On a scorching afternoon in late August, a dedicated crew of construction workers moved down the corridor connecting Times Square and Grand Central Station, home of the 42nd Street Shuttle. Here, under the streets of New York, over two dozen figures made of glowing glass danced along the subway walls.

On Friday, MTA Arts & Design will officially unveil “Every One”, the first of a three-part installation by artist Nick Cave in the new 42nd Street Connector. The other two parts – “Each One” at the new shuttle entrance and “Equal All” on the central platform wall – will be installed next year.

The $ 1.8 million budget for the project commissioned by MTA Arts & Design is part of the overall project to remodel and reconfigure the 42nd Street Shuttle, which cost more than $ 250 million.

Cave – a sculptor, dancer, and performance artist – is known for his soundsuits, wearable fabric sculptures made from materials like twigs, wire, raffia, and even human hair that often make noise when the wearer moves. (He is also no stranger to staging art in train stations: in 2017 he brought a herd of 30 brightly colored life-size “horses” to the Vanderbilt Hall of Grand Central Terminal.)

As you walk down the new and improved corridor, figures on the wall are shown jumping and whirling in mosaic soundsuits.

“It’s almost like watching a film strip,” Cave said in an interview from his Chicago studio. “If you move from left to right, you will see it moving.”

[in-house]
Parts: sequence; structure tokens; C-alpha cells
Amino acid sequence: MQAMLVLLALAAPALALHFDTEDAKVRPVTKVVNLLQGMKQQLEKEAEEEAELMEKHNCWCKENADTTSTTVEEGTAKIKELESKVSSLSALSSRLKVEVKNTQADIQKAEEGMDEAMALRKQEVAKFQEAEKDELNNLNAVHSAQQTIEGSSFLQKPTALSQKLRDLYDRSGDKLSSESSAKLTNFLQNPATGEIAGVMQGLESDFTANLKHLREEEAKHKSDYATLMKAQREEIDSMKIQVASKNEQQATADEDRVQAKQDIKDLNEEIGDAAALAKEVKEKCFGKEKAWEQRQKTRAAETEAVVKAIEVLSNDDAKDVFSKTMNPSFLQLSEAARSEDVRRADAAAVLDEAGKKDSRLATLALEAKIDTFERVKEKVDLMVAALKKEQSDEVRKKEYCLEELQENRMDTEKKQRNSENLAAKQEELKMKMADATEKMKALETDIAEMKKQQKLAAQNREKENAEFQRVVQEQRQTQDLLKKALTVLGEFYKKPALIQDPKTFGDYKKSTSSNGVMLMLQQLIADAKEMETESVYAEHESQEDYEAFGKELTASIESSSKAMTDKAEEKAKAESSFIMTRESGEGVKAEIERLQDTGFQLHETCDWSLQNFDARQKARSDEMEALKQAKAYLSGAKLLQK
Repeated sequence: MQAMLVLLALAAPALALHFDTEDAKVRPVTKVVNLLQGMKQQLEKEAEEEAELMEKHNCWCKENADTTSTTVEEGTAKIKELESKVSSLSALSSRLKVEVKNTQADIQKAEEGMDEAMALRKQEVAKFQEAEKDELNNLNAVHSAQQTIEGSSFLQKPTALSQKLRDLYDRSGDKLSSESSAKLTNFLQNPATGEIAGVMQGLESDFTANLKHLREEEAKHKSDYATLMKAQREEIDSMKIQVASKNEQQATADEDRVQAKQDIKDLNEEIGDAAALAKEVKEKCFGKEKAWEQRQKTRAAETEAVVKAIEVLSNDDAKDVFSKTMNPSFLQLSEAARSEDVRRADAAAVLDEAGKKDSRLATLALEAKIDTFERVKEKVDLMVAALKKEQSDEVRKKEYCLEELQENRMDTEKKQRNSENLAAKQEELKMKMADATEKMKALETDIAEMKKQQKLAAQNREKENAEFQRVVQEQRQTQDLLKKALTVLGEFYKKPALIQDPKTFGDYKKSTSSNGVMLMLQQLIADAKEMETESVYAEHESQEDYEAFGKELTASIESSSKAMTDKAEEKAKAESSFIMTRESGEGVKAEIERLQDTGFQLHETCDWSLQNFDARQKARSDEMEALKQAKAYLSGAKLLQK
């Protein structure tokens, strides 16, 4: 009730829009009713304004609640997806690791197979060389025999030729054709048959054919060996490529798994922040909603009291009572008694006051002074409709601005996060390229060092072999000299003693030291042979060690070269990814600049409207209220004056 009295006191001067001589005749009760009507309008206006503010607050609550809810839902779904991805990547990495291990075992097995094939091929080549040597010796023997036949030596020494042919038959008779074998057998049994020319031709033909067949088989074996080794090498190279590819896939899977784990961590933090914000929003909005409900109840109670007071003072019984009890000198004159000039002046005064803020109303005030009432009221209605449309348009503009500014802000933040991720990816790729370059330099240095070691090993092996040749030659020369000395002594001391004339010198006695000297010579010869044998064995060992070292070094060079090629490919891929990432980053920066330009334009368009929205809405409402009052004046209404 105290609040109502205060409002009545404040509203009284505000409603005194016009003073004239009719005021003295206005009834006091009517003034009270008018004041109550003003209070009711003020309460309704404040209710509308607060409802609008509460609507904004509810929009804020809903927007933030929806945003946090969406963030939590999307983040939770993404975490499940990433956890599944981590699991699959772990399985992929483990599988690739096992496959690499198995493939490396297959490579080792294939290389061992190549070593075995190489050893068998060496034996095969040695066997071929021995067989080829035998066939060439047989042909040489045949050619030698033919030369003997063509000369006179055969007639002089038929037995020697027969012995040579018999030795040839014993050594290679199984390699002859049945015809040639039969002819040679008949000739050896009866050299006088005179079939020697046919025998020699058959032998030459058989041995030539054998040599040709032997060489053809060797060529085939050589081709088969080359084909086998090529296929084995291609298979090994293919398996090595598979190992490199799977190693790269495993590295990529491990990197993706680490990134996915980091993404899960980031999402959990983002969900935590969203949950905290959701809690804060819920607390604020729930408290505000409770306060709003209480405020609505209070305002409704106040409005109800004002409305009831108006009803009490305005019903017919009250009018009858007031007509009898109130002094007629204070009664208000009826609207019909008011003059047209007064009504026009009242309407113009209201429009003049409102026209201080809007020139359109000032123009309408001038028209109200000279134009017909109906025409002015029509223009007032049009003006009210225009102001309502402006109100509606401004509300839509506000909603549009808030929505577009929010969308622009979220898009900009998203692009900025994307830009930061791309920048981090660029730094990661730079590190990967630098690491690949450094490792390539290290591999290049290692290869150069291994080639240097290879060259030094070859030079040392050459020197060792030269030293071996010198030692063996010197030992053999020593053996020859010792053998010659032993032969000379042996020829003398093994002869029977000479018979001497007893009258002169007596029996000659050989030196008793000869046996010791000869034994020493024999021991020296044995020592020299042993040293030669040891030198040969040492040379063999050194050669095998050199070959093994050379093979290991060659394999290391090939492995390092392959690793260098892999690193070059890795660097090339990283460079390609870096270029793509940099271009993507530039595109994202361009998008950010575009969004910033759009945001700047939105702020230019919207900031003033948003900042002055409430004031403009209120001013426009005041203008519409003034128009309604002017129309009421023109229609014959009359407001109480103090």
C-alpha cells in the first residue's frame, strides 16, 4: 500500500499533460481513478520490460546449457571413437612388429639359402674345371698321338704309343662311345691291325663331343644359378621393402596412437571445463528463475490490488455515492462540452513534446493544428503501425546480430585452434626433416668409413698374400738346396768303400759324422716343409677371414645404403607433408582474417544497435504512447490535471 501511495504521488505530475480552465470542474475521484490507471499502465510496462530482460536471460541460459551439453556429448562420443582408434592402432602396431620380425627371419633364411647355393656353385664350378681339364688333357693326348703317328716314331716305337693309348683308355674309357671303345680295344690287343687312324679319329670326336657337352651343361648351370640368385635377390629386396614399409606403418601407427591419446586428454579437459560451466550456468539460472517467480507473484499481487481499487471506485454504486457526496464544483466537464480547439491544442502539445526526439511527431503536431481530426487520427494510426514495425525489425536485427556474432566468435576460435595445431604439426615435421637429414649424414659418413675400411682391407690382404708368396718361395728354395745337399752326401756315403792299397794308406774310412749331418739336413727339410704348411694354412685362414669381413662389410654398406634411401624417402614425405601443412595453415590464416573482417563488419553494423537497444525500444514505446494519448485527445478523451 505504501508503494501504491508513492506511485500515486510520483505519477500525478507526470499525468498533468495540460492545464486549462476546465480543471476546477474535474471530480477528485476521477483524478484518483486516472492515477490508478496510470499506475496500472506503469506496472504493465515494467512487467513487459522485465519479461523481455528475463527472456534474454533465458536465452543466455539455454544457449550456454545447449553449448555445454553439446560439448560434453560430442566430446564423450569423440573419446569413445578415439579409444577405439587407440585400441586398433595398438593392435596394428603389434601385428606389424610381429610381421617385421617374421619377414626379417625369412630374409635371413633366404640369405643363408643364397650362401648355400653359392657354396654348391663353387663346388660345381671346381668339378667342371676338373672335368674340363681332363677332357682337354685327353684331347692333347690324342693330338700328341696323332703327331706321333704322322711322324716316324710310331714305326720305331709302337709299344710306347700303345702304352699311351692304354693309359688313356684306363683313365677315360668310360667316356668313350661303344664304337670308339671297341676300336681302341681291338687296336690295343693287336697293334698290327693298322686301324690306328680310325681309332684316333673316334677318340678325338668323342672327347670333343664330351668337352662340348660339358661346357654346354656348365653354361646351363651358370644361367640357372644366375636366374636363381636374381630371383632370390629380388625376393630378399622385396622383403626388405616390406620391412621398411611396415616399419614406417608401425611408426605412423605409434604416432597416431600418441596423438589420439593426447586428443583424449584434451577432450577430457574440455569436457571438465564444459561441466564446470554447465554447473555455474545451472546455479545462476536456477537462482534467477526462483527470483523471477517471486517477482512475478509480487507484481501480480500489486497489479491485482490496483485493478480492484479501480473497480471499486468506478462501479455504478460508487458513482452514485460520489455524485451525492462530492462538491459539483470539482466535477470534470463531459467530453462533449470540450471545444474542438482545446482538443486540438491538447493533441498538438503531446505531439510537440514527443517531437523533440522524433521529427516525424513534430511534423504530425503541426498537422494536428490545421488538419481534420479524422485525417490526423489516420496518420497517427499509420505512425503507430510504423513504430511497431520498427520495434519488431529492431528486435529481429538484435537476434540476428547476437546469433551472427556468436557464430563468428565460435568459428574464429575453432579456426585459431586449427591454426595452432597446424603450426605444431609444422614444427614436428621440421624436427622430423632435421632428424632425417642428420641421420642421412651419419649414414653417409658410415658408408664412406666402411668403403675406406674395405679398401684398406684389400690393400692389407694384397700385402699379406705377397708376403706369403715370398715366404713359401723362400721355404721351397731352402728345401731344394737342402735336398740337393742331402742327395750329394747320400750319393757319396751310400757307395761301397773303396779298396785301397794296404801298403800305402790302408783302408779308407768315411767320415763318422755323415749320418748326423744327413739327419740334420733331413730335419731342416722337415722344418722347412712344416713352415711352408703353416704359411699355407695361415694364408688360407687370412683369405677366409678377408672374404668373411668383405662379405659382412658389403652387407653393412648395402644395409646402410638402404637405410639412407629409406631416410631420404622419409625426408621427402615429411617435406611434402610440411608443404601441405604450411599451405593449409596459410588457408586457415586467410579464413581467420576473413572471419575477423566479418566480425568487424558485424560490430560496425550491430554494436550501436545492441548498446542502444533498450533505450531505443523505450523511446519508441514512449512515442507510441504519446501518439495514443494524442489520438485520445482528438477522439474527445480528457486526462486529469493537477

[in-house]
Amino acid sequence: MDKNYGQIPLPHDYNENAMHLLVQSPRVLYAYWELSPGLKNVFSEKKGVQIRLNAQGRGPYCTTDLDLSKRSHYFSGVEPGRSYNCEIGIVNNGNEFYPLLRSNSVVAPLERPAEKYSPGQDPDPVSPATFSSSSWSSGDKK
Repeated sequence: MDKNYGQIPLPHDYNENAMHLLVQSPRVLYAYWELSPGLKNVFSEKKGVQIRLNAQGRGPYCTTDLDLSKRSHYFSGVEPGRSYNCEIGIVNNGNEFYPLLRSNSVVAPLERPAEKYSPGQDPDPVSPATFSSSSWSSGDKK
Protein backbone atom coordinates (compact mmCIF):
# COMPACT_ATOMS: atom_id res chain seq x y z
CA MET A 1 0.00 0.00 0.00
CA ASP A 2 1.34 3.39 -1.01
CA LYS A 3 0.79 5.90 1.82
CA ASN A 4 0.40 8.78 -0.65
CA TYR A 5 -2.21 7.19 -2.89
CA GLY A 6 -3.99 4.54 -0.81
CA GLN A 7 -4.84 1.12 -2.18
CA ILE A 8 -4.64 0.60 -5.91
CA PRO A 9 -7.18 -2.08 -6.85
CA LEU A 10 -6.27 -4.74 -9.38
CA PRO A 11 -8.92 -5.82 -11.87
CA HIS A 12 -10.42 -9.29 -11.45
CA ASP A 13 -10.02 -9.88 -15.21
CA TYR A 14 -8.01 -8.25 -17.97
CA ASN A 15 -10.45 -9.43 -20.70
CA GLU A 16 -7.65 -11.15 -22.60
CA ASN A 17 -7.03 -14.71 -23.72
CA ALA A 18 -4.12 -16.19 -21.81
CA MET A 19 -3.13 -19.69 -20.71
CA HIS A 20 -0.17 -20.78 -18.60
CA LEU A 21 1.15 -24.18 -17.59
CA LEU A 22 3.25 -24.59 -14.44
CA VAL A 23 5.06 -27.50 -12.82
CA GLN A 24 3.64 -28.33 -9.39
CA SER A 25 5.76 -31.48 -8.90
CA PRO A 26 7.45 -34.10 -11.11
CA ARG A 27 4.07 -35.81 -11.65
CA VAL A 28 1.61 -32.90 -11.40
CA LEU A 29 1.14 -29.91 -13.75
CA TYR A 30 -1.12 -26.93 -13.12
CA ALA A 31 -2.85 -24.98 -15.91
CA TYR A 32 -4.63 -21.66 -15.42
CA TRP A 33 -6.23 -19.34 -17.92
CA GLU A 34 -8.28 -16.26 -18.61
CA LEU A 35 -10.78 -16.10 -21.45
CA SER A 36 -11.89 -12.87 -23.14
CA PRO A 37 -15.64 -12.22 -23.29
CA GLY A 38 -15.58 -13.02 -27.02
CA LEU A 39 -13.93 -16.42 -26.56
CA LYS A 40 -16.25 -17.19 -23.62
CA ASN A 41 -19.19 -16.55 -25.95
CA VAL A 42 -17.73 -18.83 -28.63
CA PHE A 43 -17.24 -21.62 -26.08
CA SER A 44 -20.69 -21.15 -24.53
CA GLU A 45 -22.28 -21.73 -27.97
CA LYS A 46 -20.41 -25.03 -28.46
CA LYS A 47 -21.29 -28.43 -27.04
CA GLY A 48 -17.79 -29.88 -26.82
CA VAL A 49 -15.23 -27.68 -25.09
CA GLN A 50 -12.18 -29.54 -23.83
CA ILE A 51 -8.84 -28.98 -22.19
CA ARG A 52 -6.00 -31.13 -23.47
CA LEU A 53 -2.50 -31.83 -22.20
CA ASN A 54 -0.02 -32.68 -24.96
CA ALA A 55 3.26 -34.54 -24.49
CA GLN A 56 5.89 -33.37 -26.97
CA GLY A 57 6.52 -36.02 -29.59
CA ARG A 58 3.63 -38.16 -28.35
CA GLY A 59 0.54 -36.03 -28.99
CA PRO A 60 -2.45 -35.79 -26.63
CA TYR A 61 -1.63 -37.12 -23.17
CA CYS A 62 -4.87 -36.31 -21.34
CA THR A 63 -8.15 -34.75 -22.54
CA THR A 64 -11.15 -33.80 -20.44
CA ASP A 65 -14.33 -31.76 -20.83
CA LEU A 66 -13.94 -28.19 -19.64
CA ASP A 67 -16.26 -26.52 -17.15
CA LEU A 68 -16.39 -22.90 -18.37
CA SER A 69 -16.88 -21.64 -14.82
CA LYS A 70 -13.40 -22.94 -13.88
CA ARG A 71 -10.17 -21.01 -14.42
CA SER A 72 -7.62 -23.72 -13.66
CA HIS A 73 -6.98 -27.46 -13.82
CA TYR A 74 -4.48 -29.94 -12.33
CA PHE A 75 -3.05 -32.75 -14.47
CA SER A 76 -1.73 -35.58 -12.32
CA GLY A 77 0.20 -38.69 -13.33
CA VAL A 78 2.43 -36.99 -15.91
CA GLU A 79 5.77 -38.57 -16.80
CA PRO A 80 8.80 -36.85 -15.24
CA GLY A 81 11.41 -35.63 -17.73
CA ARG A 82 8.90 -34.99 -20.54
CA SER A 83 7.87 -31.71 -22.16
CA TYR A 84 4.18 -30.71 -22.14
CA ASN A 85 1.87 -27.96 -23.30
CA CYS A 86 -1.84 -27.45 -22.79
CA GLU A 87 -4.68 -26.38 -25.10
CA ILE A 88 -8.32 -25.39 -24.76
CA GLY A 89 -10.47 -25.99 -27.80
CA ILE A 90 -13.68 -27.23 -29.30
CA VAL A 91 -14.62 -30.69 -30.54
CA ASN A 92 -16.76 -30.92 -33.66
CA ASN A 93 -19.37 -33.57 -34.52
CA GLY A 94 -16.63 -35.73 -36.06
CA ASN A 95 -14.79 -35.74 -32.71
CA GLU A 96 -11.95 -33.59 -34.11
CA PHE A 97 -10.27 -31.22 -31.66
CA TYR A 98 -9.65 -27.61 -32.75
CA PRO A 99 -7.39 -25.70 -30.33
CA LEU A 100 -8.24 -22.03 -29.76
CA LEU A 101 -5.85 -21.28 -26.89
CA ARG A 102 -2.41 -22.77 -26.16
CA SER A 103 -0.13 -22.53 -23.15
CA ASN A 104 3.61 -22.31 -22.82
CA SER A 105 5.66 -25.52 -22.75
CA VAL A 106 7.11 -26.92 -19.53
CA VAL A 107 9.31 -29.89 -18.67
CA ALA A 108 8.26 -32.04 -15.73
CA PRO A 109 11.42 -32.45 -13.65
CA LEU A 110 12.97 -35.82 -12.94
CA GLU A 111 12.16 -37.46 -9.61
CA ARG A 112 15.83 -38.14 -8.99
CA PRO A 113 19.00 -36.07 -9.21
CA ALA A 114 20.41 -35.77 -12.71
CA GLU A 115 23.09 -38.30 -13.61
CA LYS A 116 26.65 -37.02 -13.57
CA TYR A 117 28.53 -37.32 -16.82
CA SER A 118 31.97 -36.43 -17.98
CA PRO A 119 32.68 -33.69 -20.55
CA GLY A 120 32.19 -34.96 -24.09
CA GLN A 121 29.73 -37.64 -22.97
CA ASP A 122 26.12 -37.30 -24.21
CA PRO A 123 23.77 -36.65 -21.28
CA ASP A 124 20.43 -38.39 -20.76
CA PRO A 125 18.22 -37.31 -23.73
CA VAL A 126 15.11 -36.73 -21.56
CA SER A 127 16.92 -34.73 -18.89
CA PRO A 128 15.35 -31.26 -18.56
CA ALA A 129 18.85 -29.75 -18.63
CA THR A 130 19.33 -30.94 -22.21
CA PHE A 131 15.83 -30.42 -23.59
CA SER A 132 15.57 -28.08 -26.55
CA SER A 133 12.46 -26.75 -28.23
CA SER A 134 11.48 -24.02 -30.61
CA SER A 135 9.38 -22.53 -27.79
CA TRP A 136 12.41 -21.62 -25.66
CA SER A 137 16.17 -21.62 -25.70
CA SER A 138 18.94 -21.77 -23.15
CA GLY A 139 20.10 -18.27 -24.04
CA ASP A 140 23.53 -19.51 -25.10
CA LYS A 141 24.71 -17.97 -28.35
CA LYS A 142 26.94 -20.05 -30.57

Since the sculptor was selected from a pool of artists in February 2018, he has wondered and worried: How would a dynamically flowing soundsuit merge into a static mosaic? The answer eased him: seamless.

When Cave came to New York in early August to see Every One, he said, “I felt like I was in the middle of a performance, very close and personal.”

“You just felt this fast, different, visceral texture,” he added, “the feel of the movement and flow of the material that was completely in resonance.”

The soundsuits have always been an amalgam of cultural references, explained Cave: the concepts of shaman and masquerade that obscure the race, gender and class of the wearer and forge a new identity. They contain links to Africa, the Caribbean and Haiti.

“It’s very important that you can make references, you can connect with something,” said Cave. “There is a sneaker in one of the mosaics in the corridor. That brings it to this urban, current time. “

A modern sneaker in salmon, white and maroon stands out from under a pink and black raffia cape, carefully crafted from broken glass. Cave likes the game that is going on here: the form is sometimes figurative, sometimes abstract. “Sometimes it’s identifiable and sometimes it’s not,” he said. “But that’s the nice thing about everything.”

After completing the design for “Every One” in early 2020, the sculptor selected the Munich processor Franz Mayer from a list from MTA Arts & Design. His company Mayer from Munich – one of the world’s oldest architectural offices for glass and mosaic – understood Cave’s vision.